Correction: A letter from Ron Bilancia on Sept. 25 was corrected to reflect the fact that Gov. Ken Curtis, a Democrat, was in office at the time same-day voter registration was adopted.


Proponents of keeping the ban on Election Day registration continue to insist that people can register before. This is possible for many only if they miss work. The town offices and city halls are open during the day. Our town office hours are 8 a.m. to 4:30 p.m..

If someone commutes out of town for a job, they cannot get to the office while it is open.

The hours for voting are 8 a.m. to 8 p.m. If a voter comes to register they are sent to the town manager. He knows who pays taxes, who rents and who lives in town. The courts have determined that college students are residents and can vote.

I’ve worked at the polls for over 10 years. Our elections are extremely well run.

The only change requested by election clerks was cutting off absentee ballots two days before an election because the ballots are opened the end of the week before election Tuesday. The voters name is checked and ballots are sealed in an envelope to be counted with the others on election day.

It is so obvious that some Republicans added the removal of Election Day registration for selfish reasons.

Nancy Willard


I am a registered Republican voter and my right to have my vote not be diluted by voter fraud or lazy uninformed people being led like sheep to the polls is imperative and absolute. I have been registered to vote since I turned 18 in 1979. No one had to lead me to the clerk to do this.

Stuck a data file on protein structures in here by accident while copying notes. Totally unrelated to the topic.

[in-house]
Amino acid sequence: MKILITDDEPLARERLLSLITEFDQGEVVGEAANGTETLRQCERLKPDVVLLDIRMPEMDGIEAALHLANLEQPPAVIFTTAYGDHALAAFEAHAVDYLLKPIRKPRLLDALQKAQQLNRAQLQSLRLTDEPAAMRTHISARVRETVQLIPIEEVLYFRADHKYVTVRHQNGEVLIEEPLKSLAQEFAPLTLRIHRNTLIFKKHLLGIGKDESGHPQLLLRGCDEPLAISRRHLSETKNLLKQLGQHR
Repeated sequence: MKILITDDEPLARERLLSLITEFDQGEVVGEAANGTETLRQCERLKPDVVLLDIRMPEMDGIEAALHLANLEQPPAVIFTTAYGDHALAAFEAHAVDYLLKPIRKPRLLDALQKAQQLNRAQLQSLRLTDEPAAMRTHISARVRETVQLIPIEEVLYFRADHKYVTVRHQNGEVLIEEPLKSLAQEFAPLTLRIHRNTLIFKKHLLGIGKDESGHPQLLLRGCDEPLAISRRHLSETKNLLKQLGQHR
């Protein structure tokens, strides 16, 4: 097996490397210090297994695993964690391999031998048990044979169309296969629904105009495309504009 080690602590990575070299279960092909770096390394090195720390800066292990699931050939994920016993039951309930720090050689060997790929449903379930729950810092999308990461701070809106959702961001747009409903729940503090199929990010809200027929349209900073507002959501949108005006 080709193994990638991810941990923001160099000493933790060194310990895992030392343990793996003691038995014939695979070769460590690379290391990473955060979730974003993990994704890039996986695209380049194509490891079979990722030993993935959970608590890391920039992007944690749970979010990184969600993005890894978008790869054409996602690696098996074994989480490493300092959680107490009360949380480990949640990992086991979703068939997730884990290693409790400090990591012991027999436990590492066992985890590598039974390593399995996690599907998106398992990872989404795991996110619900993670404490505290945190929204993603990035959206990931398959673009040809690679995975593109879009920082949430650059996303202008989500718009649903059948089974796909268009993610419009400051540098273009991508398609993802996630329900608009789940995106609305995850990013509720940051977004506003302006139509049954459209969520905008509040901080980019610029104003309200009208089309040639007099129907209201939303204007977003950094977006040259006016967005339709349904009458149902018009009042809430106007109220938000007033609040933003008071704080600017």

Each time I moved, everywhere I have ever lived, almost as soon as the utilities were put in my name, I was at the town office or the post office to register.

I hold my privilege and duty to vote in this republic as a cherished honor. The motor voter law has made registering to vote so easy that no one has a good reason not to be registered in a timely manner.

The post office, the town office, our schools and many other locations are available to concerned citizens that want to register to vote. The law requiring a person to register to vote three days before an election is not too burdensome a law in order to make sure that all our legitimate votes count.

No voter is disenfranchised by this law!

John G. Grooms Jr.


This letter is in support voting “Yes on 1” in November to preserve same-day voter registration in Maine. The ability to register and vote on Election Day was passed 38 years ago by a Republican-controlled Legislature and a Democratic governor.

The system works very well and helps ensure that every opportunity to register and vote is afforded to people who have recently moved, live in towns with very limited town office hours or have other life circumstances which has made it difficult to register earlier.

It encourages voter participation by all voters regardless of party affiliation.

There is absolutely no documented evidence of a voter fraud problem in our state, and most Maine municipal clerks are very used to the law, support it, and have well-established systems to accommodate it. There was no good reason whatsoever to end our long tradition of same-day voter registration. Maine has a strong culture of voter participation and one of the highest voter turnouts in the nation. We should be very proud of this tradition. Please vote “Yes on 1” on Nov. 8 to preserve same-day voter registration in Maine.

Ron Bilancia


Soldier’s story reminds her to value simple pleasures